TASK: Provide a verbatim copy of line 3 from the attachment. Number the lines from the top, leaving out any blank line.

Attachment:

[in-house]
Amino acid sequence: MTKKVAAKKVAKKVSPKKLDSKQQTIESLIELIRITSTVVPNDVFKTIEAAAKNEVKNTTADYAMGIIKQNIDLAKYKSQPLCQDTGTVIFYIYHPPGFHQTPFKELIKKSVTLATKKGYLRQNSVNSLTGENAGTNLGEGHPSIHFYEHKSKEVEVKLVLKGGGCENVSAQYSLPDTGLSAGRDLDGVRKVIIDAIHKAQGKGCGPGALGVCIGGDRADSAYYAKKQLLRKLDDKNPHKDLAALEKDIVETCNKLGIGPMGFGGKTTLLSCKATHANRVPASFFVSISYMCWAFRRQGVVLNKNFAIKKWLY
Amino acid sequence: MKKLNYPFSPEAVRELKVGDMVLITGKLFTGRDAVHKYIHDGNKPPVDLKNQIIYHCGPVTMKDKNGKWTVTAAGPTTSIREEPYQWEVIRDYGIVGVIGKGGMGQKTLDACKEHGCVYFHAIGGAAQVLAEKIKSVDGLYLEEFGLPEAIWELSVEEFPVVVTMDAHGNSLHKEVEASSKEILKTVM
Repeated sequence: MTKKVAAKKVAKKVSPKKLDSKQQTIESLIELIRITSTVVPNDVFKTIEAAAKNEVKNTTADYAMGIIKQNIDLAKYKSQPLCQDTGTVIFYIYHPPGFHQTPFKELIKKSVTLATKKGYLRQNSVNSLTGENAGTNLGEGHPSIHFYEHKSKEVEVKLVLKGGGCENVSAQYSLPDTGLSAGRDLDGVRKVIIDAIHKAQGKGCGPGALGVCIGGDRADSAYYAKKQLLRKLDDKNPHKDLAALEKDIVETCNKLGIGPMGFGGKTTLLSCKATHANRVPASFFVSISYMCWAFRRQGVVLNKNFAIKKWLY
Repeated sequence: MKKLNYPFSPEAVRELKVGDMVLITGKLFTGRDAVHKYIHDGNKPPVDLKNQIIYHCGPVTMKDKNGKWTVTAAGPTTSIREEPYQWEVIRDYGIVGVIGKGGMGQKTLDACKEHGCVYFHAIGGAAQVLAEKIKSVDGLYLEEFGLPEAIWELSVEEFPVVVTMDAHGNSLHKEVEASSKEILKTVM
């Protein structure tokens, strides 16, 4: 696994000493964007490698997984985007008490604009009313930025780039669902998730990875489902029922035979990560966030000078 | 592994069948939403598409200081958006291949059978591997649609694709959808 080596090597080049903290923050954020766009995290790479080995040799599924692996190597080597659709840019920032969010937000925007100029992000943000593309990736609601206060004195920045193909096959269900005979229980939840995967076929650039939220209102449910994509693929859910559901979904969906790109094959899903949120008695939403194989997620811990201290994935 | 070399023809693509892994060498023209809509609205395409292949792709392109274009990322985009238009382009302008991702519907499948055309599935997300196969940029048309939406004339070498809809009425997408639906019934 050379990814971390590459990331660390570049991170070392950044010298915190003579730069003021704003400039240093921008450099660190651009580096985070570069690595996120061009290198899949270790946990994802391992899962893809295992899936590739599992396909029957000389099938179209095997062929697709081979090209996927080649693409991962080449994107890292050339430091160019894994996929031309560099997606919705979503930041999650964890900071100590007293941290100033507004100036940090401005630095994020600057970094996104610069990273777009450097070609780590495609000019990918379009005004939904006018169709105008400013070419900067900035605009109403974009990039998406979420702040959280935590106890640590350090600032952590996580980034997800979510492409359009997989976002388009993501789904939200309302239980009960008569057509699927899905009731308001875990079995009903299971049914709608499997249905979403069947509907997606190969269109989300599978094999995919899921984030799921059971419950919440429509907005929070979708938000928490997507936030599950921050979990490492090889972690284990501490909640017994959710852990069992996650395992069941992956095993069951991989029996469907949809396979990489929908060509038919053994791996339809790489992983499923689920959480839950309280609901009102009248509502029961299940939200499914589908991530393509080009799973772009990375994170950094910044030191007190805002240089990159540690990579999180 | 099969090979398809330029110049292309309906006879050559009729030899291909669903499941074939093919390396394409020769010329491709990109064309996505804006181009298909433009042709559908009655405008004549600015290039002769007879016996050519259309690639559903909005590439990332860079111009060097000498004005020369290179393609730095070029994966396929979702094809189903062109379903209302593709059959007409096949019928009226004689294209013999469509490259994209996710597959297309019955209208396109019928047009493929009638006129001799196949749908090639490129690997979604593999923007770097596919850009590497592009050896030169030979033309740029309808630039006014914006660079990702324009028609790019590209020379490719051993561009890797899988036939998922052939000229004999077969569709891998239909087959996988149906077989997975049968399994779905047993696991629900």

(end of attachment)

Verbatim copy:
Amino acid sequence: MKKLNYPFSPEAVRELKVGDMVLITGKLFTGRDAVHKYIHDGNKPPVDLKNQIIYHCGPVTMKDKNGKWTVTAAGPTTSIREEPYQWEVIRDYGIVGVIGKGGMGQKTLDACKEHGCVYFHAIGGAAQVLAEKIKSVDGLYLEEFGLPEAIWELSVEEFPVVVTMDAHGNSLHKEVEASSKEILKTVM